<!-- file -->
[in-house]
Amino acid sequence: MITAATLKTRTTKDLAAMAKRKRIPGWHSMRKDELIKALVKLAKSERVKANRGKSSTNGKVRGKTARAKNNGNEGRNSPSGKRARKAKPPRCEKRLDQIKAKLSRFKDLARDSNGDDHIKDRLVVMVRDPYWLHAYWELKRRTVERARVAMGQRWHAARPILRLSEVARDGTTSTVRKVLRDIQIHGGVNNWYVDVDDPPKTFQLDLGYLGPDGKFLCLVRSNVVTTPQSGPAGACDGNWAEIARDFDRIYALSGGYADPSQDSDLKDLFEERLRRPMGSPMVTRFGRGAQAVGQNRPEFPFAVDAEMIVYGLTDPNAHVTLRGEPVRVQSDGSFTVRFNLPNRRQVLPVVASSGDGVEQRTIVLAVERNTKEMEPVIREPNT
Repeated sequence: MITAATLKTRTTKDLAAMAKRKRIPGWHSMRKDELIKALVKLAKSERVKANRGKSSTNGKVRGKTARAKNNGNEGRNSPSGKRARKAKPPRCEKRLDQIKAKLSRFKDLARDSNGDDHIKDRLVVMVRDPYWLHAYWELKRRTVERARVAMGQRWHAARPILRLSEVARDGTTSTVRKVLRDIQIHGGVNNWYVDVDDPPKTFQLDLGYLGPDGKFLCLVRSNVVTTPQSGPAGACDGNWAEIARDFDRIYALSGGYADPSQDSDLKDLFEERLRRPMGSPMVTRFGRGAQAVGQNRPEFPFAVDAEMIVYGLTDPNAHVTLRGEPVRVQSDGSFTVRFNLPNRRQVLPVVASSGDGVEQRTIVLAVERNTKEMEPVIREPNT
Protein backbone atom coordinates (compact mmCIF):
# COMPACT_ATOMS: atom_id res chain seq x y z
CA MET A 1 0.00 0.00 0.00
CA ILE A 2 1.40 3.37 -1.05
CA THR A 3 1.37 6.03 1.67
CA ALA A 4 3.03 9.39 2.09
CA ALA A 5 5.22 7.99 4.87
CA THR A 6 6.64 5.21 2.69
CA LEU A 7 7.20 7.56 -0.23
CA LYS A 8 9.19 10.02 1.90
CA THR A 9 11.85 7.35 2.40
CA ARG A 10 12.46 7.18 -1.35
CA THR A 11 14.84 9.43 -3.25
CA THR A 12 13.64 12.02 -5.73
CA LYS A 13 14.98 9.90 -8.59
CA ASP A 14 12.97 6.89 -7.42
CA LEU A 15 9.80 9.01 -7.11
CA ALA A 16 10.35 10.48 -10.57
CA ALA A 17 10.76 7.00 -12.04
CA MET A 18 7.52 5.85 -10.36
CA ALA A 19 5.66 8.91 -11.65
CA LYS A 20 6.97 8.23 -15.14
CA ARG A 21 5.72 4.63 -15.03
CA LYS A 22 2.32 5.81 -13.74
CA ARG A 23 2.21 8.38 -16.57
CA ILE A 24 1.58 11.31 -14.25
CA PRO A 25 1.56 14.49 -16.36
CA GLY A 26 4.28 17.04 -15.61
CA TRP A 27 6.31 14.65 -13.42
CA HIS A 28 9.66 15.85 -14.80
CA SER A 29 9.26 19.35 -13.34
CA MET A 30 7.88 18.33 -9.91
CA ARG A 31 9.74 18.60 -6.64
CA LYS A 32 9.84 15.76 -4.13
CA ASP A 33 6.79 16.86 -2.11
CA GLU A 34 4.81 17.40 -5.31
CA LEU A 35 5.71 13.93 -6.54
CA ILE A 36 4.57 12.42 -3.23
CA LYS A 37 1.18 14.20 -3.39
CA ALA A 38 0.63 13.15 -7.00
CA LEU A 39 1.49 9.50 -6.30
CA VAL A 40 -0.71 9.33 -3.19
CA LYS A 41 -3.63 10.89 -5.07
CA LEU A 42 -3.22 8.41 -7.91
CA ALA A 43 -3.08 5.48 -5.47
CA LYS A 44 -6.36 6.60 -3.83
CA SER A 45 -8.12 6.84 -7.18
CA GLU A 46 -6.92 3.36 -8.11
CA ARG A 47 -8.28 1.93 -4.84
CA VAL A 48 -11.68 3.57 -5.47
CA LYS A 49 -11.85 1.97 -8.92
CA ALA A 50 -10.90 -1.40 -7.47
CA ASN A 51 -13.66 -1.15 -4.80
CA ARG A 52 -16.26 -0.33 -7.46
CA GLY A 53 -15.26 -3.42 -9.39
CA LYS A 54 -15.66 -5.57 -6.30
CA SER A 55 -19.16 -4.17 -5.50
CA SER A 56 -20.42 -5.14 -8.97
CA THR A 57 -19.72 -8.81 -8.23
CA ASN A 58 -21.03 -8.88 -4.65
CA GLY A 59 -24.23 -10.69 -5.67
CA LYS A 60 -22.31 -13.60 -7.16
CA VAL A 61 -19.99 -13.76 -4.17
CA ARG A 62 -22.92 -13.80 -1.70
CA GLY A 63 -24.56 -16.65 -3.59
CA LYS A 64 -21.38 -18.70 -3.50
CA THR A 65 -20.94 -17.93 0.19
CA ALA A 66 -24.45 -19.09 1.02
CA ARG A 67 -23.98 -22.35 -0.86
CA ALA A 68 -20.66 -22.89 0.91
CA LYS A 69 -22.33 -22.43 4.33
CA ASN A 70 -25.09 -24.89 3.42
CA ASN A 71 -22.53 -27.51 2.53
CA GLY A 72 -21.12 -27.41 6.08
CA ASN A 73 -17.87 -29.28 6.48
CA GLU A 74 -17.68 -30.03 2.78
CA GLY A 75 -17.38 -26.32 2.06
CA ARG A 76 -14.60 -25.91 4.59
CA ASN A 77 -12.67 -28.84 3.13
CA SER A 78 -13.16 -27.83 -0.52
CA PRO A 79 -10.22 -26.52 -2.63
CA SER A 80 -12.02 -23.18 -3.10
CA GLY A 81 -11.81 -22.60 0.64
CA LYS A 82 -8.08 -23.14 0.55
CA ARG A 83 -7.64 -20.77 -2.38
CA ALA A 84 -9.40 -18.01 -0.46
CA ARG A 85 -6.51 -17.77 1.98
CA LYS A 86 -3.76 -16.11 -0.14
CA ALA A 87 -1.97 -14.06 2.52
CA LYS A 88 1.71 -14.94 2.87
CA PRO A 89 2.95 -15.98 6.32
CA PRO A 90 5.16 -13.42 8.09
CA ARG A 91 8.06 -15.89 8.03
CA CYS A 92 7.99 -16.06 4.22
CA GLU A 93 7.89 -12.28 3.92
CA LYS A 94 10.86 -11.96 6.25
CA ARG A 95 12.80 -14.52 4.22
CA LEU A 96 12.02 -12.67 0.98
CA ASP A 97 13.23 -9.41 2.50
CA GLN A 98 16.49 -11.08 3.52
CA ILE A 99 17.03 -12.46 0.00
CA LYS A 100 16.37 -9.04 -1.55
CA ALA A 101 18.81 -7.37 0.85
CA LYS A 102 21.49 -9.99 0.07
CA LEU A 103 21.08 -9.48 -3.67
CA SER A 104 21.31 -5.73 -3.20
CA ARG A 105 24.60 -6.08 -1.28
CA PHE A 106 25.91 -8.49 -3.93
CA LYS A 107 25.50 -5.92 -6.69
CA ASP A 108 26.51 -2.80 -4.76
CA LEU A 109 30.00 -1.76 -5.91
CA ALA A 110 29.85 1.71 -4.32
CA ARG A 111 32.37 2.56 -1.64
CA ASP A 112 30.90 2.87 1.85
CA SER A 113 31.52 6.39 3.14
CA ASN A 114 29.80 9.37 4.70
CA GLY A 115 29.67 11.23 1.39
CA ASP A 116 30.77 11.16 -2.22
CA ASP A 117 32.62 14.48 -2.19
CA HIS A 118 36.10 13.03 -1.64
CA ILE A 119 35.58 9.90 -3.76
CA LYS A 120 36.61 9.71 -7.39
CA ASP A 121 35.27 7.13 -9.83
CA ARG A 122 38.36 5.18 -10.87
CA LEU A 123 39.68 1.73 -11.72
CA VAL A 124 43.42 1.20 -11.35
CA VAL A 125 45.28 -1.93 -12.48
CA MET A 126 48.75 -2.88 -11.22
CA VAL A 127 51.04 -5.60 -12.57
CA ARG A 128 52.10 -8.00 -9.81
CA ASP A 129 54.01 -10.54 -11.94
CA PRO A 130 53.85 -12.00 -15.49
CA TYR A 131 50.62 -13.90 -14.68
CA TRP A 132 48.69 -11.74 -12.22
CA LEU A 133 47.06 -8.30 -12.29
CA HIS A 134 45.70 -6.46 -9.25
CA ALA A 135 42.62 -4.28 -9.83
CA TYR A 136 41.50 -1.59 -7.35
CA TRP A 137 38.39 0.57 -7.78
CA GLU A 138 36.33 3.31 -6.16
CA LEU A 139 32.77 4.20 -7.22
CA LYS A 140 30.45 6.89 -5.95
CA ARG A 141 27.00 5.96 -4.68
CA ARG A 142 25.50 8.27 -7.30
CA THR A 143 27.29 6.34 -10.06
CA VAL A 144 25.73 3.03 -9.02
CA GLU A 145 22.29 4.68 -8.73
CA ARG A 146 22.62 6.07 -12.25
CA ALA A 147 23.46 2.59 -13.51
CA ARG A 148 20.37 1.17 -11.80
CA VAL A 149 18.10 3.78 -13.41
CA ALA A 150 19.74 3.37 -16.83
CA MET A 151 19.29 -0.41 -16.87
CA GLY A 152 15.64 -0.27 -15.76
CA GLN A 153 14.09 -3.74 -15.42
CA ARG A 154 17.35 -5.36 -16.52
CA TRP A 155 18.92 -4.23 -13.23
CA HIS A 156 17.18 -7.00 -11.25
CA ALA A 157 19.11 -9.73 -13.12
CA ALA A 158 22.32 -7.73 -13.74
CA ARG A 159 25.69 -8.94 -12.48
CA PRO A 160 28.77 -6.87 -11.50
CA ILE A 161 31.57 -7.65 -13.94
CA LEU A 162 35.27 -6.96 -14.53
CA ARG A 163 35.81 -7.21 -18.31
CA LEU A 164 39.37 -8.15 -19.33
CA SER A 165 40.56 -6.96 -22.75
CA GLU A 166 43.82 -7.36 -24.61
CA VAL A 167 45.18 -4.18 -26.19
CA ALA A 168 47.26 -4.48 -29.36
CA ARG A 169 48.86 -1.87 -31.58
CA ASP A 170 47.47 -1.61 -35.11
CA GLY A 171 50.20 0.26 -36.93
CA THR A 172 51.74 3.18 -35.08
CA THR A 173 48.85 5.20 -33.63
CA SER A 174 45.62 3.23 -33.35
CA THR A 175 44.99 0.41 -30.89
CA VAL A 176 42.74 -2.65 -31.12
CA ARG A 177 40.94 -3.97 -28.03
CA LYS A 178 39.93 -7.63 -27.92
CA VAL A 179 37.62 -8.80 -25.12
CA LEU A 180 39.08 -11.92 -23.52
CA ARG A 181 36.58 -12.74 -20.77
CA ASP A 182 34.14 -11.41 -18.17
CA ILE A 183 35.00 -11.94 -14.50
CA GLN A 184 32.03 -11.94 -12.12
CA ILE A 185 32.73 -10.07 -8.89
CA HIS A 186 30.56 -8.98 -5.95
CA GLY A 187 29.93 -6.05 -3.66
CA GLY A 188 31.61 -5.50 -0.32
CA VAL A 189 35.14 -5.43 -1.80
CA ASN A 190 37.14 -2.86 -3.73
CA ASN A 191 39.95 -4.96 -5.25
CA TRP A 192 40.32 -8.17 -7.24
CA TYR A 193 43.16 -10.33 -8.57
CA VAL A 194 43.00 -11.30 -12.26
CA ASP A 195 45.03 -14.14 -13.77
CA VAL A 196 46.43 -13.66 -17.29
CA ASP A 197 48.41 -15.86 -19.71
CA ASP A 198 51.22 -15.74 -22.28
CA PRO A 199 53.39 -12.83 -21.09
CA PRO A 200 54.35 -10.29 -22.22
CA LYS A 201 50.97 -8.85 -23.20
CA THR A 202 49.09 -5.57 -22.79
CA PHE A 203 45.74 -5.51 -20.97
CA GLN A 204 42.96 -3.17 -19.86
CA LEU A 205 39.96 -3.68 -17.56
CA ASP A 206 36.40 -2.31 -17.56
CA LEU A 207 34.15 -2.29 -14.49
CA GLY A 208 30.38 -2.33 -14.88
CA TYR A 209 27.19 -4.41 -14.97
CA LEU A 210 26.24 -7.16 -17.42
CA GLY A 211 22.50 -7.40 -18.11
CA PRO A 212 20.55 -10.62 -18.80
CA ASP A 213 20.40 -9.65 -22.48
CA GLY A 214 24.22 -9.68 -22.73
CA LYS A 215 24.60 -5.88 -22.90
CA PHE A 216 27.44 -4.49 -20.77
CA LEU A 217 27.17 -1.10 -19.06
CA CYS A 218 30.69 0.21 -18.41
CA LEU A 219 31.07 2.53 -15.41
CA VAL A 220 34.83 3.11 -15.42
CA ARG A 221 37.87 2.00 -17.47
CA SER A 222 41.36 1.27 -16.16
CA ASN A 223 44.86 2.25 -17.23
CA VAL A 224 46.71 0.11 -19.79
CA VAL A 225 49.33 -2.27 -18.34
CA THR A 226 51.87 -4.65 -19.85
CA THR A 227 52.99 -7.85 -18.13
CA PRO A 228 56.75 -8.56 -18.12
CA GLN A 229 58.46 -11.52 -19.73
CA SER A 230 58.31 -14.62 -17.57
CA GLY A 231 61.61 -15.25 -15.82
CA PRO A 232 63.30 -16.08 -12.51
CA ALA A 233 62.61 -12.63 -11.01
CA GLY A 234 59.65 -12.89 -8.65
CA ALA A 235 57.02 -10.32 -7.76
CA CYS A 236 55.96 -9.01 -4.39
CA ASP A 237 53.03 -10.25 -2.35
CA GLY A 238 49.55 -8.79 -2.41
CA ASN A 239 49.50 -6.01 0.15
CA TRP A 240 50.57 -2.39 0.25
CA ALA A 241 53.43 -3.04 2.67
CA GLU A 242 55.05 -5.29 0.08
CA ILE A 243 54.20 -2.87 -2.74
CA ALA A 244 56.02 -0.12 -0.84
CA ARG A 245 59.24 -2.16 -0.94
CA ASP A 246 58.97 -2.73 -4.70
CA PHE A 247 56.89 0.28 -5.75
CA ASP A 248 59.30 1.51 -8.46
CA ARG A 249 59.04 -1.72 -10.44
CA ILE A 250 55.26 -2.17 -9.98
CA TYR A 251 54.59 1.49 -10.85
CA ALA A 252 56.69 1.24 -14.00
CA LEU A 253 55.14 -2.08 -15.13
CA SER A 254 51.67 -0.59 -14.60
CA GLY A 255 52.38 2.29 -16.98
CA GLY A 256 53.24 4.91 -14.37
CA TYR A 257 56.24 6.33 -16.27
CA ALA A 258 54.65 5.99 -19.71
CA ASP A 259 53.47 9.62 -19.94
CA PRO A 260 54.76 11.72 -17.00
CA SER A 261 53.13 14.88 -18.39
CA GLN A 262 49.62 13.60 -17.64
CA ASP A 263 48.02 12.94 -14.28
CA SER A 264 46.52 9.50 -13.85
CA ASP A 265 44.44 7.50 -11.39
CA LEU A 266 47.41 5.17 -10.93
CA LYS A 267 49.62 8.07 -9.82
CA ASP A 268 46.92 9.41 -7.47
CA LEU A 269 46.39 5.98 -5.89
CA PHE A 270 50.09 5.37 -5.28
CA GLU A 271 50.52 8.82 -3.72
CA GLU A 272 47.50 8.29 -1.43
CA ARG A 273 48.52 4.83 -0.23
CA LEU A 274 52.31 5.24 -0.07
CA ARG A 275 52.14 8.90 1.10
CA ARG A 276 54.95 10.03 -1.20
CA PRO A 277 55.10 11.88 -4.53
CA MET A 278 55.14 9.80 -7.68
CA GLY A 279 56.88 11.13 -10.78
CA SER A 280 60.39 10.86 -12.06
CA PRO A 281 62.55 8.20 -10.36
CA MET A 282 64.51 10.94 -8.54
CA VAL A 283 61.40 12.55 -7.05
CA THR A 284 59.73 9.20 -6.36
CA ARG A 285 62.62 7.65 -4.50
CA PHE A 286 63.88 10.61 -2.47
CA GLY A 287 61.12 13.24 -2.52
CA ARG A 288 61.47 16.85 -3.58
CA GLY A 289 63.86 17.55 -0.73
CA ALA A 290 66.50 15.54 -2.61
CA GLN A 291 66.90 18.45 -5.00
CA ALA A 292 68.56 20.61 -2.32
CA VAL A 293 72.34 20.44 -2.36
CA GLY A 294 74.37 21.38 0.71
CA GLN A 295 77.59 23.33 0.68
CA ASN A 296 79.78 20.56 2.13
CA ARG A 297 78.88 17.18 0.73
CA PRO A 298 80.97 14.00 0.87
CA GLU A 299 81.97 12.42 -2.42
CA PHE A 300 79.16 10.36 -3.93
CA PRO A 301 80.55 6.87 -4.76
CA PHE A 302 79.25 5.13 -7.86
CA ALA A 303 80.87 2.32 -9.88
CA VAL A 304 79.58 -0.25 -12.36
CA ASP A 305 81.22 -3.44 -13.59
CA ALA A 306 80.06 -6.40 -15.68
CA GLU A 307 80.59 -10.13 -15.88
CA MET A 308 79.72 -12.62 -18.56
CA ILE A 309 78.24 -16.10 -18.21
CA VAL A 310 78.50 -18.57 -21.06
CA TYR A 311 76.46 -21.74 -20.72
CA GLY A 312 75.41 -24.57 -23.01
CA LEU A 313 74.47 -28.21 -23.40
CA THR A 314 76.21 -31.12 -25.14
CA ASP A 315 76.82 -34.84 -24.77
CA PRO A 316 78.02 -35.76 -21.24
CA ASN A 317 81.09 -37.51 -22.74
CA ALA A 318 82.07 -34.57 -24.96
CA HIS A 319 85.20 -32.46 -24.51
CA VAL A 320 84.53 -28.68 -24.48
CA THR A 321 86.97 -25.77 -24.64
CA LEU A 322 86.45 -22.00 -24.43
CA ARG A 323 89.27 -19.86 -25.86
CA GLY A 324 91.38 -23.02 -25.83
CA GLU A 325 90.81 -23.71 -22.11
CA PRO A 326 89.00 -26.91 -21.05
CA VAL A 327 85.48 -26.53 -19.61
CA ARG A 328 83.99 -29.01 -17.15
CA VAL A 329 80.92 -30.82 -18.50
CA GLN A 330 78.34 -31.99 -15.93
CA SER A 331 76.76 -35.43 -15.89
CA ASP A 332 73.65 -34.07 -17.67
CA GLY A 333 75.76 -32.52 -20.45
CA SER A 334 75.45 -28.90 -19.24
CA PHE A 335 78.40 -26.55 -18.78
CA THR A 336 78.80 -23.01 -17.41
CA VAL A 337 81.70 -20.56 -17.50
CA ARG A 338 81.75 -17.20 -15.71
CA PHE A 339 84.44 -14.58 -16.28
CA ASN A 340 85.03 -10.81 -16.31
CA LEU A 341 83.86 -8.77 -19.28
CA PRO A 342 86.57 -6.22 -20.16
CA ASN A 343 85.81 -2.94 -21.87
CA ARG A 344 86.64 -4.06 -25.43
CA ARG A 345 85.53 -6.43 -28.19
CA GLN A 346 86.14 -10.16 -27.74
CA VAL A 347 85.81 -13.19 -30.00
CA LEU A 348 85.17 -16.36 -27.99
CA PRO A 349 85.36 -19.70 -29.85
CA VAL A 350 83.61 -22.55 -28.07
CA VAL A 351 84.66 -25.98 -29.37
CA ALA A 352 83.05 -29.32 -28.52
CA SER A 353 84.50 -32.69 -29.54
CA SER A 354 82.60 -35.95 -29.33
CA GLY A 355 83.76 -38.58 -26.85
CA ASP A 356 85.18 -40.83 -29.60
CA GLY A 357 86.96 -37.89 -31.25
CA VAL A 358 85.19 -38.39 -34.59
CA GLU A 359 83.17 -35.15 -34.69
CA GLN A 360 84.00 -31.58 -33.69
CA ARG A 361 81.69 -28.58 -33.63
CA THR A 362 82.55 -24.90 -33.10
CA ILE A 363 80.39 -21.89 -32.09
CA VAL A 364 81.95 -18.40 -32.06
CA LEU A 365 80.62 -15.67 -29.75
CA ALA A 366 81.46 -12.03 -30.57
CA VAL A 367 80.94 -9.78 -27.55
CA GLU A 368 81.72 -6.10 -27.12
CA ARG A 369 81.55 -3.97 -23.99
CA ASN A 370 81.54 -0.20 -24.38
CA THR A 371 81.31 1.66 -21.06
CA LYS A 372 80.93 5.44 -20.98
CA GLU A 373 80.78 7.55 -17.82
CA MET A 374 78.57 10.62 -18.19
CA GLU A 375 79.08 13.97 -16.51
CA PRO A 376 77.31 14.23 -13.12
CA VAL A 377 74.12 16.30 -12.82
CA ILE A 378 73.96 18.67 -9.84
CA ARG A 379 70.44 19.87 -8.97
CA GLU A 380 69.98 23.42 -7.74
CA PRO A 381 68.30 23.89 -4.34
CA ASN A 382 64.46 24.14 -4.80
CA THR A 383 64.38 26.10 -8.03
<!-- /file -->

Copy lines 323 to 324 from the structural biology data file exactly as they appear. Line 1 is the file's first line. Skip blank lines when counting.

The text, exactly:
CA ALA A 318 82.07 -34.57 -24.96
CA HIS A 319 85.20 -32.46 -24.51